Verizon’s Unlimited Plan- Short Term Pain vs Long Term Gain

Don't misread Verizon's about-face on unlimited plans solely as a sign of network confidence.

Tickers: VZ, T, S, TMUS, AMT, CCI, SBAC, COMM, DY, ZAYO

 

Contrary to their previous explicit direction otherwise, Verizon announced on February 12th, 2017 that they would be offering an unlimited voice and data plan at rates slightly higher than comparable offerings from T-Mobile (TMUS) and Sprint (S). Not coincidentally, in its earnings call on Feb 14th, 2017, TMUS indicated that they were porting Verizon subscribers to TMUS at a 2.8:1 ratio to subscribers ported from TMUS to V. This plan is clearly slated to reduce the churn of postpaid customers from VZ to S and TMUS and we believe that it is a very compelling service offering.

 

Analysts were quick to choose sides: the first posited that this was a sign of VZ's confidence in their network upgrades and capacity, while the second group believes that the network will show signs of strain under the added capacity. We believe that both groups are partially correct and that infrastructure related entities are the ones that stand to gain the most.

 

Back in last January, we applauded VZ for their densification efforts in our note Verizon (VZ) positioning for a range of 5G futures. The premise was simple- Verizon's efforts to add fiber and small cells to their network give them a marked advantage over other wireless service providers in the race for 5G. That premise hasn't changed and further research since that note continues to suggest that VZ still has a 1-2-year first-mover advantage from a US wireless infrastructure perspective.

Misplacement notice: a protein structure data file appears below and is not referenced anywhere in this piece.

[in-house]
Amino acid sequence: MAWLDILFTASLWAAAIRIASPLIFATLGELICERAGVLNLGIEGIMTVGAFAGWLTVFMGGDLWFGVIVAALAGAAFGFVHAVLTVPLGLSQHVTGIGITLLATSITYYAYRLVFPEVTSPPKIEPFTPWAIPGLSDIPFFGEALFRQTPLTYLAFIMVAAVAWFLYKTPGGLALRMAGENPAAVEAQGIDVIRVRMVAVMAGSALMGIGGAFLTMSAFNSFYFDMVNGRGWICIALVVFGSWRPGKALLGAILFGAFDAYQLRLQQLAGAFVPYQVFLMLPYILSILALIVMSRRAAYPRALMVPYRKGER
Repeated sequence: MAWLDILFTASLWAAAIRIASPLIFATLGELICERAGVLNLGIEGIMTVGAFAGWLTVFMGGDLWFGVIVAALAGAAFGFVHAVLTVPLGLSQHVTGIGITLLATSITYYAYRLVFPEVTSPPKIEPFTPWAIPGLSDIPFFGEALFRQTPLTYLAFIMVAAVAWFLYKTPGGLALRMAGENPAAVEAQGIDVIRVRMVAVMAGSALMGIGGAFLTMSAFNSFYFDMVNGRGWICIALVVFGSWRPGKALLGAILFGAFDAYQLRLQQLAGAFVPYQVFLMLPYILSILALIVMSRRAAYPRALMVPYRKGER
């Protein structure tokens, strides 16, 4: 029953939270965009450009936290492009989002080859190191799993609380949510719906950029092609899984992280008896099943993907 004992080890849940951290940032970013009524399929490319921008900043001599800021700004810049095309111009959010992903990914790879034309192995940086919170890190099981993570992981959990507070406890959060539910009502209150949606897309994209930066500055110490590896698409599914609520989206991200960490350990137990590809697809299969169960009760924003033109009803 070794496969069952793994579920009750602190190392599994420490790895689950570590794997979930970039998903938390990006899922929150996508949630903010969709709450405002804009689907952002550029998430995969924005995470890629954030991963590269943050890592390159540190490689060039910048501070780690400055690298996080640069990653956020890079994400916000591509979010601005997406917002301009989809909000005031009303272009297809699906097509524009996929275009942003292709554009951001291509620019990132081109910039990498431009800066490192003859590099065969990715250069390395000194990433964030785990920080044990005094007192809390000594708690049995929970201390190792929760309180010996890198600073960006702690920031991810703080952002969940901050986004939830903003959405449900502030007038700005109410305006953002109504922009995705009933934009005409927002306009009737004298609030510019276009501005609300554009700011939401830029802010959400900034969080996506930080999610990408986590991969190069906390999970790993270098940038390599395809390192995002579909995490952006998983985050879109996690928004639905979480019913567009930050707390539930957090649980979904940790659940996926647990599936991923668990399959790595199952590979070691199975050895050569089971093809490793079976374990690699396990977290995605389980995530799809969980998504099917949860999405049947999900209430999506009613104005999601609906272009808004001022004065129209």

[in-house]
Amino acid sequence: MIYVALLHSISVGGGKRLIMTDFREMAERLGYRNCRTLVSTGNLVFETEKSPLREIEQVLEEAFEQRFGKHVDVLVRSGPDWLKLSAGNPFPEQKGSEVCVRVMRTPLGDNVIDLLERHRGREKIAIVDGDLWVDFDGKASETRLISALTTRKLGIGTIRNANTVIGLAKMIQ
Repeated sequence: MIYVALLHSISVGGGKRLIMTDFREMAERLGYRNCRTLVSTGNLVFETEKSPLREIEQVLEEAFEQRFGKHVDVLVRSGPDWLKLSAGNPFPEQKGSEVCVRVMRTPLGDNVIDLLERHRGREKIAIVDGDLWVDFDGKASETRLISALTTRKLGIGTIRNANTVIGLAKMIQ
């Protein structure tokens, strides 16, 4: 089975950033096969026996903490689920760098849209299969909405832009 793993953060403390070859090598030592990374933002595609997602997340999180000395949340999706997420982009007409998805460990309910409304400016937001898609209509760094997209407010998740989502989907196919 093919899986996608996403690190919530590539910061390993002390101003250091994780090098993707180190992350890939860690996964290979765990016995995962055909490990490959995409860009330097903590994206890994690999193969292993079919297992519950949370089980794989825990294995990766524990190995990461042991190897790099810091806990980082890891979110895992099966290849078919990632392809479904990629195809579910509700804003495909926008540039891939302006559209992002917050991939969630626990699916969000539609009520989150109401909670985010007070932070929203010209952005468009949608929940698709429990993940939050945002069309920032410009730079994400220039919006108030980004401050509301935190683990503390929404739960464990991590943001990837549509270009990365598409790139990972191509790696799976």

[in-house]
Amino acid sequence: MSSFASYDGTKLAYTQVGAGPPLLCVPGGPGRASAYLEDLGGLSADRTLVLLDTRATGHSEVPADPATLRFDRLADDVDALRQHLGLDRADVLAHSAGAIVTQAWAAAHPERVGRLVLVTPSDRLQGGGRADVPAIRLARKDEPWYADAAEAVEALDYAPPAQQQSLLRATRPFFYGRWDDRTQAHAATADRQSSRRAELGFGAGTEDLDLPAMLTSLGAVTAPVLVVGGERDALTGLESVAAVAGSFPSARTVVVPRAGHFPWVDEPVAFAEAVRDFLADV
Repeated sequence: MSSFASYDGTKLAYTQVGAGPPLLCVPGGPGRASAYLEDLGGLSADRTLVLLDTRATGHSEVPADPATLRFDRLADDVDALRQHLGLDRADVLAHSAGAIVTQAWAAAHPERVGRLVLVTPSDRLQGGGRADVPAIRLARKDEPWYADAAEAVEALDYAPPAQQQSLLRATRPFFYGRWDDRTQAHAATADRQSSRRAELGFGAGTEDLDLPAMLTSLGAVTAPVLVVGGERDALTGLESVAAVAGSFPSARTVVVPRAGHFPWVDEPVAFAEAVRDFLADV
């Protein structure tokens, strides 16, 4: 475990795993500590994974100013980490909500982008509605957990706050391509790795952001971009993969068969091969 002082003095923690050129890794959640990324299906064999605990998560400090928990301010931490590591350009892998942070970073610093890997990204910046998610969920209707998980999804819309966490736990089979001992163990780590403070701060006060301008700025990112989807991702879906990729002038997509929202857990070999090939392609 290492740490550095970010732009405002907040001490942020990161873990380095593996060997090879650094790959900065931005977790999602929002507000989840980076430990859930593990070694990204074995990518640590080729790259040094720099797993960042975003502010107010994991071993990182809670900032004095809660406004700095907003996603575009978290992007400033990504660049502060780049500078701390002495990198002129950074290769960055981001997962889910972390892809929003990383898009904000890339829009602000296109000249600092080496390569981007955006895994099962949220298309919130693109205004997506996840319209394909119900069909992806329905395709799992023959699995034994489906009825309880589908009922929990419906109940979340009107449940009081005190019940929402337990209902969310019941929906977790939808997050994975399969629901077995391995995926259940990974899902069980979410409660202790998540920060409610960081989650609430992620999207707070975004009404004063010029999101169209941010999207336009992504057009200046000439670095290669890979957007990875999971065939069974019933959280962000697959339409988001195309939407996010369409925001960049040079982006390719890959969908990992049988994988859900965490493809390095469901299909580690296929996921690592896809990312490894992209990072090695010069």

Street light small cell
Small Cell In Boston, MA
Nonetheless, it is our opinion that VZ's densification efforts, while industry setting, are not sufficiently complete to provide seamless and reliable service across all urban areas, especially in the near term. Verizon's densification is based on a three-prong approach: carrier aggregation, dark fiber, and rapid deployment of small cells. On the first prong, VZ has actively deployed 2 and 3 carrier aggregation across most of the nation. On the last two prongs, while they have been leading the market in both efforts, there still are areas where their efforts have been slowed due to factors outside their controls. Based on our on-the-ground level visibility, VZ has a hefty lead in dark fiber and small cells actively deployed or in development.

 

In our previous note, we suggested that the next 12 to 18 months will be tough for Verizon as the impact from their investments will take time to materialize. For urban markets where VZ has encountered delays due to local zoning or permitting for deployment of small cells, there will be a reduction in reliability and data speeds. These issues will be more pronounced in markets where Verizon is relying upon two carrier aggregation.